Not sure if I liked it better than the book; the one I have is from the original radio show, which is what the original BBC show was based on, so whenever I read the book I heard those voices. But listening to those tapes in the car was dangerous, because no matter how much we knew the story, parts of it had us laughing so hard it was hard to concentrate on the road.....

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SonjaMarie
Bibliomaniac
Location: Vashon, WA
Contact:

Postby SonjaMarie » Mon July 27th, 2009, 11:11 pm

Chatter: That's good to know, but I still prefer a book in my hands, and a lot of books I read aren't on available for ebooks or Kindle and the price is prohibitive esp since I have to pay what they want for the books as well instead of getting them used and cheaper.

SM
The Lady Jane Grey Internet Museum
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Chatterbox
Bibliophile
Location: New York

Postby Chatterbox » Thu July 30th, 2009, 8:33 pm

SM, yes, those are other & different issues to consider. I had an unexpected windfall (journalism prize) that enabled me to rationalize the Kindle purchase. I'd say about 75% of what I want to read (except for OOP stuff) is now Kindle-able, and available at below retail cost. I figure I have now more than saved the price of the device, as well as the bookshelf space (very scarce indeed chez moi).

MLE, are the MM Kaye audiobooks abridged or complete? I haven't (yet) bought an abridged book and wouldn't want to; on the other hand, while the Kaye novels might be interesting to listen to, The Far Pavilions, at least, is v.v. long.

I'm going to check out I, Claudius. That might be an interesting audiobook, too.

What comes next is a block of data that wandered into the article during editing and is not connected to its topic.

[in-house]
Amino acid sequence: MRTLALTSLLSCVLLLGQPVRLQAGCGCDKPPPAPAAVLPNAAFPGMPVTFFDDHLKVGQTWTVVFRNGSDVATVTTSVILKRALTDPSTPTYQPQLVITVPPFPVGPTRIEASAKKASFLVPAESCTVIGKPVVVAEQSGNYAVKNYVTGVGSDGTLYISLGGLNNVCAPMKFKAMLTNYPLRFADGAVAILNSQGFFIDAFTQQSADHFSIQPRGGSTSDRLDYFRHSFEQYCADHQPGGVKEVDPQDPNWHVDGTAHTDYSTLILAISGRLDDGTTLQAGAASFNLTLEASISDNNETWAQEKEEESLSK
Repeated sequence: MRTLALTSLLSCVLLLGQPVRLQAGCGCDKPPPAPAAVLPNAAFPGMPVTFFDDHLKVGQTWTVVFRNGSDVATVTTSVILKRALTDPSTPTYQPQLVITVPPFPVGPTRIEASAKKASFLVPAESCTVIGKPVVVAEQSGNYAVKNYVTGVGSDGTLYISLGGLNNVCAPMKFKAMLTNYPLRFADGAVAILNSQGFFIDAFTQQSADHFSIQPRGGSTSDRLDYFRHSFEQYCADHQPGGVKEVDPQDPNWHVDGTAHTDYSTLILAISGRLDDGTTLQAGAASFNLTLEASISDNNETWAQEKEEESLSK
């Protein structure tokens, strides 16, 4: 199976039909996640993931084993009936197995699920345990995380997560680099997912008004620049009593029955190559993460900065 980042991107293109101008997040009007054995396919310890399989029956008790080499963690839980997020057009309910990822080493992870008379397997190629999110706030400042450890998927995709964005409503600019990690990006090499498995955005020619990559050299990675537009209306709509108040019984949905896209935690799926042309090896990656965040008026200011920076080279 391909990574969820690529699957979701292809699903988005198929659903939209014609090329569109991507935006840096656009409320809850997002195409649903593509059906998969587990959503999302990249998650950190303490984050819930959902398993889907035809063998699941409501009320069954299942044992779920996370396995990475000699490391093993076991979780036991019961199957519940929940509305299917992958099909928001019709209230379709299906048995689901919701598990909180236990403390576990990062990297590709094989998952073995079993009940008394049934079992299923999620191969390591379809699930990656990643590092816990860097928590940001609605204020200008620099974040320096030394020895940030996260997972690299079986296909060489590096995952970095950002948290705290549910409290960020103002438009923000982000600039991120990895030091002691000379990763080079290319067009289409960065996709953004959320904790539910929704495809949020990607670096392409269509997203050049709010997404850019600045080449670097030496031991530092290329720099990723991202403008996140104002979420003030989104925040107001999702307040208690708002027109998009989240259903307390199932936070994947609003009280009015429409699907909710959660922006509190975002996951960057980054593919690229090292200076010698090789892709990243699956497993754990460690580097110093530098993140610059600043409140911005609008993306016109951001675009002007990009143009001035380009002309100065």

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Veronica
Avid Reader
Location: NT, Australia

Postby Veronica » Fri July 31st, 2009, 6:01 am

Personally I find that half of the charm with books is to "cuddle" up with it in your hands. I have never tried an audiobook and I have an open mind to it but before I try it I don't think it is for me. To me that's not to have "read" the book.
I do however find it great for people that for many different reasons aren't able to read to still enjoy a book or even if you are in a job where you are able to listen to one. It's a great option but I like the copy in my hand.
[SIZE="3"]"Time you enjoy wasting, was not wasted"[/SIZE]

<Nerd!
Scribbler
Location: Sydney, Australia

Postby <Nerd! » Fri July 31st, 2009, 6:44 am

Short of a Richard Burton Reading of "Under Milk Wood" (an audio-nonbook in a way) I've never listened to an audiobook.

But then until this thread I never thought of playing them in the car!!!

The quality of that "UMW" cd hinged completely on timbre and meter of RB's voice so I think the reader will be paramount to any audiobook experience.

The snob in me says that audiobooks do not count as books read. Unless of course you're medically blind. I which case I'll let ya :D

User avatar
MLE (Emily Cotton)
Bibliomaniac
Interest in HF: started in childhood with the classics, which, IMHO are HF even if they were contemporary when written.
Favorite HF book: Prince of Foxes, by Samuel Shellabarger
Preferred HF: Currently prefer 1600 and earlier, but I'll read anything that keeps me turning the page.
Location: California Bay Area

Postby MLE (Emily Cotton) » Fri July 31st, 2009, 1:39 pm

Chatterbox, the MM Kaye books are unabridged. They are read by Kate Reading, and as far as I know, are no longer available anywhere. I actually went online and bought the last two used copies I could find when I realized that they hadn't been converted to CD format (they're in cassette tape form) and converted them to WAV format by playing the things into my computer. Ther are each over 50 hours, so it's a project I have yet to complete.

But that was a year ago; it's possible that audiobooks has made them available in the meantime.